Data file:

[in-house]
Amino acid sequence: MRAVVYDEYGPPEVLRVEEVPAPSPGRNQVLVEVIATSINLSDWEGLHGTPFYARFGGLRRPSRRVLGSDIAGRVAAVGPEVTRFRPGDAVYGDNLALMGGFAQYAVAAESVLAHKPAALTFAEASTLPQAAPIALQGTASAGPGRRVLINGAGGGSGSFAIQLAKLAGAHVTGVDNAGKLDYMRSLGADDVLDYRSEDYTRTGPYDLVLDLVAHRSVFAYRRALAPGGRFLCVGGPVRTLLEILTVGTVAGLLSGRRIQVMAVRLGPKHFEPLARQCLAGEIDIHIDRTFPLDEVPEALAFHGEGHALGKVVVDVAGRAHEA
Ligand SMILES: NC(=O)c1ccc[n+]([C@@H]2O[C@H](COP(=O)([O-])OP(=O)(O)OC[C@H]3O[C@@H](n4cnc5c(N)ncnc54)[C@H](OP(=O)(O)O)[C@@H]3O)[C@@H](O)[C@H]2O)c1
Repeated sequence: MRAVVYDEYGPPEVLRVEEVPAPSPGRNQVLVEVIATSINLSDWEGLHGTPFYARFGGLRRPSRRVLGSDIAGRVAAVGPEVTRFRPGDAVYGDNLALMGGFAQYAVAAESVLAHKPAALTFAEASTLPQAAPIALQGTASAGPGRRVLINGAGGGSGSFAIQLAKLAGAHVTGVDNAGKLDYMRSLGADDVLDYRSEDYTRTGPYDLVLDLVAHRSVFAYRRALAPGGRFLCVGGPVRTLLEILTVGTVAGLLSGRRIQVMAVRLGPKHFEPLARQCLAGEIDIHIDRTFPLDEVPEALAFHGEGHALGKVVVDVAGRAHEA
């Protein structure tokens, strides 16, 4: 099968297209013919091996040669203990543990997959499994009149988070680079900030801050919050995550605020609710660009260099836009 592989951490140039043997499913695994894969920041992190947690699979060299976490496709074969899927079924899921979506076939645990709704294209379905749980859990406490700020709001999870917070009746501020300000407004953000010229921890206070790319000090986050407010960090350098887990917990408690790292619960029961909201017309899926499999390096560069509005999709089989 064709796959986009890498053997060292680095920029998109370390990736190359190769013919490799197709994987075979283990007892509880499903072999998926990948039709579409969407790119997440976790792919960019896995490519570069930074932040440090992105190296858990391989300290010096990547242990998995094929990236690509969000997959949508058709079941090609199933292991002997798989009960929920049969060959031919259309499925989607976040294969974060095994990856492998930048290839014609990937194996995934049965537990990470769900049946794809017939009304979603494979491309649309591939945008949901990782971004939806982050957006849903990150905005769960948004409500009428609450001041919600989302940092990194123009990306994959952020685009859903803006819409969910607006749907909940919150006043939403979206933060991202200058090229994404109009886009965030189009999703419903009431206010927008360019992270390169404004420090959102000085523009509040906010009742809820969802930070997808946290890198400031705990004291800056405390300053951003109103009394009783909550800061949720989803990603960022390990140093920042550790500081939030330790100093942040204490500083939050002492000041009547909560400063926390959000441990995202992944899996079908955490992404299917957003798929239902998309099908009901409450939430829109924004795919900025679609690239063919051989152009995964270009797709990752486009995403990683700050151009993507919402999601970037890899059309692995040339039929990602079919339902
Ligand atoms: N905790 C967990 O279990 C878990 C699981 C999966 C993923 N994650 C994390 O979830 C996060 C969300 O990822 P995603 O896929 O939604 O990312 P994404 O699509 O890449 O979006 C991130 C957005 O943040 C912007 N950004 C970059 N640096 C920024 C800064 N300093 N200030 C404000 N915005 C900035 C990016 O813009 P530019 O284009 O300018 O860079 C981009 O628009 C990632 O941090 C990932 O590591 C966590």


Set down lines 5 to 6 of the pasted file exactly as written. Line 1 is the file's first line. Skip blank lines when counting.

């Protein structure tokens, strides 16, 4: 099968297209013919091996040669203990543990997959499994009149988070680079900030801050919050995550605020609710660009260099836009 592989951490140039043997499913695994894969920041992190947690699979060299976490496709074969899927079924899921979506076939645990709704294209379905749980859990406490700020709001999870917070009746501020300000407004953000010229921890206070790319000090986050407010960090350098887990917990408690790292619960029961909201017309899926499999390096560069509005999709089989 064709796959986009890498053997060292680095920029998109370390990736190359190769013919490799197709994987075979283990007892509880499903072999998926990948039709579409969407790119997440976790792919960019896995490519570069930074932040440090992105190296858990391989300290010096990547242990998995094929990236690509969000997959949508058709079941090609199933292991002997798989009960929920049969060959031919259309499925989607976040294969974060095994990856492998930048290839014609990937194996995934049965537990990470769900049946794809017939009304979603494979491309649309591939945008949901990782971004939806982050957006849903990150905005769960948004409500009428609450001041919600989302940092990194123009990306994959952020685009859903803006819409969910607006749907909940919150006043939403979206933060991202200058090229994404109009886009965030189009999703419903009431206010927008360019992270390169404004420090959102000085523009509040906010009742809820969802930070997808946290890198400031705990004291800056405390300053951003109103009394009783909550800061949720989803990603960022390990140093920042550790500081939030330790100093942040204490500083939050002492000041009547909560400063926390959000441990995202992944899996079908955490992404299917957003798929239902998309099908009901409450939430829109924004795919900025679609690239063919051989152009995964270009797709990752486009995403990683700050151009993507919402999601970037890899059309692995040339039929990602079919339902
Ligand atoms: N905790 C967990 O279990 C878990 C699981 C999966 C993923 N994650 C994390 O979830 C996060 C969300 O990822 P995603 O896929 O939604 O990312 P994404 O699509 O890449 O979006 C991130 C957005 O943040 C912007 N950004 C970059 N640096 C920024 C800064 N300093 N200030 C404000 N915005 C900035 C990016 O813009 P530019 O284009 O300018 O860079 C981009 O628009 C990632 O941090 C990932 O590591 C966590």